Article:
For Immediate Release
WASHINGTON, D.C. – Today, the United States Agency for International Development (USAID) and its partners World Vision and the Australian Agency for International Development (AusAID) announced 32 winning innovations for All Children Reading: A Grand Challenge for Development grant competition during an International Literacy Day celebration at USAID headquarters in Washington, DC. The competition to create innovative solutions to improve early grade reading in the developing world elicited more than 450 proposals from more than 75 countries.
“Today, on International Literacy Day, we have the opportunity to celebrate an initiative designed to generate game-changing ideas to help children around the world improve their reading skills. The ability to read is central to all aspects of a child’s life and future. Yet, 61 million boys and girls are out of school. And just as troubling, schooling doesn’t always translate into learning,” said USAID Administrator Rajiv Shah.
All Children Reading, launched in November 2011, is a multi-year partnership to find and fund ground-breaking solutions for illiteracy and to inspire global action around this critical issue. The focus of the competition was to catalyze innovative practices to target applied research for improving teaching and learning materials, to enhance the quality and accessibility of education data to support decision-making. The 32 award nominees are proposing innovative ideas to promote literacy in more than 20 low-income countries. For example:
- In Haiti, the Institute of Higher Education and Infotronics is planning to introduce 250 interactive white boards into Haitian classrooms. Bringing the same cutting-edge technology that our kids are learning on here in America to more than 20 elementary schools in Port au Prince and reach 25,000 students.
- In the Philippines, the Education Development Center is harnessing the power of mobile technology to address an overwhelming lack of reliable education data. In the past, the Department of Education in the Philippines had to rely on a cumbersome, pencil-and-paper system that often took as long as 18 months to receive and process data. And led to more than 50 percent of public elementary schools failing to submit any required data at all. With the Center’s support, teachers will now be able to submit text messages with student reading performance data directly to a Department of Education database. In turn, teachers will receive access to the database and receive training in interpreting the results and designing new strategies and activities around them.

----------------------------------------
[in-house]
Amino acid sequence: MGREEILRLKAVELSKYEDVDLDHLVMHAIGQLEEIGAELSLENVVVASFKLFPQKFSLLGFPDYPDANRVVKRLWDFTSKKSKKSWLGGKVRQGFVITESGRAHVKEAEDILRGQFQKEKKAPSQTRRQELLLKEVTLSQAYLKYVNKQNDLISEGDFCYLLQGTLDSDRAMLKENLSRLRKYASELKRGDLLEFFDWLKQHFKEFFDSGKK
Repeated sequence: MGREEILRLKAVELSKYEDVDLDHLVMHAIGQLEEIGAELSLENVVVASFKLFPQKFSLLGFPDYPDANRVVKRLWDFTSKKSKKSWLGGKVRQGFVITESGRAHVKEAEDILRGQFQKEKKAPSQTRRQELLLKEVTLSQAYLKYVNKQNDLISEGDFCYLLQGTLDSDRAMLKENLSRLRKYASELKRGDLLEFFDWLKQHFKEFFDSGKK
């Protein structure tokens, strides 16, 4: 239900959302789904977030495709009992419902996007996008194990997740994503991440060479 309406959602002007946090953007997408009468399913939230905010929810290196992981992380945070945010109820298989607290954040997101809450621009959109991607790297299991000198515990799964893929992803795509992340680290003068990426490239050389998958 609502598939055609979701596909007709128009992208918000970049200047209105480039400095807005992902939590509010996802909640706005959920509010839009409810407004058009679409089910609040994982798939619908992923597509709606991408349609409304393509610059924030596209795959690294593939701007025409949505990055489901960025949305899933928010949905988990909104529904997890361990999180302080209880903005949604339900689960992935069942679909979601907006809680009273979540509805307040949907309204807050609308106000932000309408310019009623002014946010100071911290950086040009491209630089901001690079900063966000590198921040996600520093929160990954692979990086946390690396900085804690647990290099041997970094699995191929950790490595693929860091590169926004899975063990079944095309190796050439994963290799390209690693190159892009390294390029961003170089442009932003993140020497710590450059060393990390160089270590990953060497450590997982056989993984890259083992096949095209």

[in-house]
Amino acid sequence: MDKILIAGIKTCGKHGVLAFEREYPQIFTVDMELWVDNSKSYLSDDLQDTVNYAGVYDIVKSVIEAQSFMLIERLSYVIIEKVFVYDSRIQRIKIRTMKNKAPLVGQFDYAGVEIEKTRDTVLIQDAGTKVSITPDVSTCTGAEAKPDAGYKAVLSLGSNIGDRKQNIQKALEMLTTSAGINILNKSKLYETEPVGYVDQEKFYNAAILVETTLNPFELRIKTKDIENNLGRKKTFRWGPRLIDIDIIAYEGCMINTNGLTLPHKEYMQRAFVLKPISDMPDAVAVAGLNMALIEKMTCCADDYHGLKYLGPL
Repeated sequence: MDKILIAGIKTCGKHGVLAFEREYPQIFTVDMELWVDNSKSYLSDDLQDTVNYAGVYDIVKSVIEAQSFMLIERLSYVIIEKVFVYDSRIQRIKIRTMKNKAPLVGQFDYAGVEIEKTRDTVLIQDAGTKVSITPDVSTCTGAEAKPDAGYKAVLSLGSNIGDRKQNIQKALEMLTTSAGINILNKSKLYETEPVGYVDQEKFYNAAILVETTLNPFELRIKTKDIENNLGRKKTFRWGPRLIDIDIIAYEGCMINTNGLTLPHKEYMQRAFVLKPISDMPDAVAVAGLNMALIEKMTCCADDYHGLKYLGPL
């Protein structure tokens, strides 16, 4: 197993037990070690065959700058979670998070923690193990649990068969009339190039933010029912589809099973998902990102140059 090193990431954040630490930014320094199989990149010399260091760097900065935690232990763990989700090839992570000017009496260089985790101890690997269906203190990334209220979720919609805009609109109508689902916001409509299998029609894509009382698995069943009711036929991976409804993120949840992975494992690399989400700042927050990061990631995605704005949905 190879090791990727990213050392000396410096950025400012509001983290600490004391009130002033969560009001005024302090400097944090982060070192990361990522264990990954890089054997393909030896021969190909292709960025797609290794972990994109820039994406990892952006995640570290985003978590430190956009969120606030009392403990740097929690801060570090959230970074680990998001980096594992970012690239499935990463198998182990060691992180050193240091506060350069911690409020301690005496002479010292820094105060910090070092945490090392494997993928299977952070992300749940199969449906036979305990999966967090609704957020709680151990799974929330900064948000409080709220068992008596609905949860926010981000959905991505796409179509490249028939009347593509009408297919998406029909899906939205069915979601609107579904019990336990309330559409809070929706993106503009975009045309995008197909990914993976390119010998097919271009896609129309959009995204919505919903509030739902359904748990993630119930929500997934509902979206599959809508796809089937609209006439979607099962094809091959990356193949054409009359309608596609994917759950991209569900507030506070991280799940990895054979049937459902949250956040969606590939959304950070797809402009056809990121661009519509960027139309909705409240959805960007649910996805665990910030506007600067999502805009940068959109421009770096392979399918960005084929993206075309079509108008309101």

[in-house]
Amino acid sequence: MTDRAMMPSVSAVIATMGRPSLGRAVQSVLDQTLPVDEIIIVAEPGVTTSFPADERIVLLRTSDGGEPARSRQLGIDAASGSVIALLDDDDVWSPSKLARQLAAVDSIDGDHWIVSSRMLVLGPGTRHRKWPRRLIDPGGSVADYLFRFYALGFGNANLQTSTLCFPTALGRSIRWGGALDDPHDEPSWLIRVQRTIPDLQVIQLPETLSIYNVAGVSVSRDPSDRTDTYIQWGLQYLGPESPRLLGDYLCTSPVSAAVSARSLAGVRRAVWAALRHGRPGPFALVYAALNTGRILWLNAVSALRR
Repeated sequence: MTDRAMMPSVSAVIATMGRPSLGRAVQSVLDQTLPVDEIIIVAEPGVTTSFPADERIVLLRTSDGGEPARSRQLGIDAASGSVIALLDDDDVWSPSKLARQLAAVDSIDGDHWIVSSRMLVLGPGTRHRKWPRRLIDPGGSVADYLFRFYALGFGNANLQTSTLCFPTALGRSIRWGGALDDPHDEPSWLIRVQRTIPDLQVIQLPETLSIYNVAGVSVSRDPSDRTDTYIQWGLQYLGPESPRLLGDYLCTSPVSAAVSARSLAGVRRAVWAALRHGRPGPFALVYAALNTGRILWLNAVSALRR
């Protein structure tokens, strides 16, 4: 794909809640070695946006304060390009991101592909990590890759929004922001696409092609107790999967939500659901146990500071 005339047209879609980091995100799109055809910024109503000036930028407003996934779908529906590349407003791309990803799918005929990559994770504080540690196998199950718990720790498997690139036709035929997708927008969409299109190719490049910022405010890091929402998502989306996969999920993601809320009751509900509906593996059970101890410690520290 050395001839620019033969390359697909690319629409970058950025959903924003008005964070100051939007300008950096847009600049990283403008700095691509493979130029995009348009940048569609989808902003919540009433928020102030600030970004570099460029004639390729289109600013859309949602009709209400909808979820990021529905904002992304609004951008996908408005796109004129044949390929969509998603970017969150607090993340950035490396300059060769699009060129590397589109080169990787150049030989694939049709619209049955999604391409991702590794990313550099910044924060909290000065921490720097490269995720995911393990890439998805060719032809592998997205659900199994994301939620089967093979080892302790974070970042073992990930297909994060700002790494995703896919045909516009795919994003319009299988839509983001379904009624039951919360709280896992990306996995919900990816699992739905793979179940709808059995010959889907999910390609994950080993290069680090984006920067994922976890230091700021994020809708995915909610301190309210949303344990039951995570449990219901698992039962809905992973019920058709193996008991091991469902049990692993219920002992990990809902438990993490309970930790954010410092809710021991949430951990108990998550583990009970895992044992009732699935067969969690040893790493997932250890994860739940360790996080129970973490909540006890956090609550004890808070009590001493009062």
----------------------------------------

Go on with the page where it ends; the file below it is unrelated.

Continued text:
- And in India, a local organization called PlanetRead is aiming to improve the literacy skills of 28 million children adding subtitles to Hindi TV programs, music videos, and popular movie. Through a five-year pilot study in 5 Hindi states, the approach has already shown significant results. In their rural sample, 45 percent of girls could not read after 5 years of schooling. But that number dropped to 16 percent when the girls were exposed to same-language subtitling.
All winners showcased their innovations at a DevelopmentXChange session. “Since the ability to read is the most basic skill required to overcome poverty, one of humanity’s greatest challenges is to invent ways to ensure that all of our children are reading. If we fail, tragically their vast potential will be lost to all of us,” said Kofi Essien, project manager for Open Learning Exchange (OLE) Ghana. OLE Ghana proposes to develop and deploy a national network of low-cost digital libraries. Other innovators will address critical needs for teaching materials in a child’s mother tongue, teaching and learning tools for the blind, and more accurate and timely data to make the right decisions to improve learning.
“Our work in communities around the world over the past 60 years has taught us that education, particularly for young girls, is absolutely foundational to the future success of a country," said Kent Hill, Senior Vice President of International Programs at World Vision. "By seeking innovative new ideas for reading and education, we are focusing our efforts on one of the areas of community development that brings the greatest dividends for the future."
“Education is one of the best investments we can make to lift people out of poverty and that’s why it is the flagship of the Australian aid program,” AusAID Director General Peter Baxter said. “One-fifth of Australia’s overseas aid budget is targeted at literacy and other education programs. AusAID is proud to be working with USAID and World Vision to inspire innovations that will bring the joys and benefits of reading to children and their families.”
In addition to announcing the 32 All Children Reading innovators, the International Literacy Day event featured education leaders, senior Obama administration officials, and taped messages from former First Lady Laura Bush and others, discussing efforts to achieve quality education for all. The event was co-hosted with the Brookings Institution and the Global Partnership for Education.
For more information about the award nominees, visit www.AllChildrenReading.org
Last updated: February 12, 2014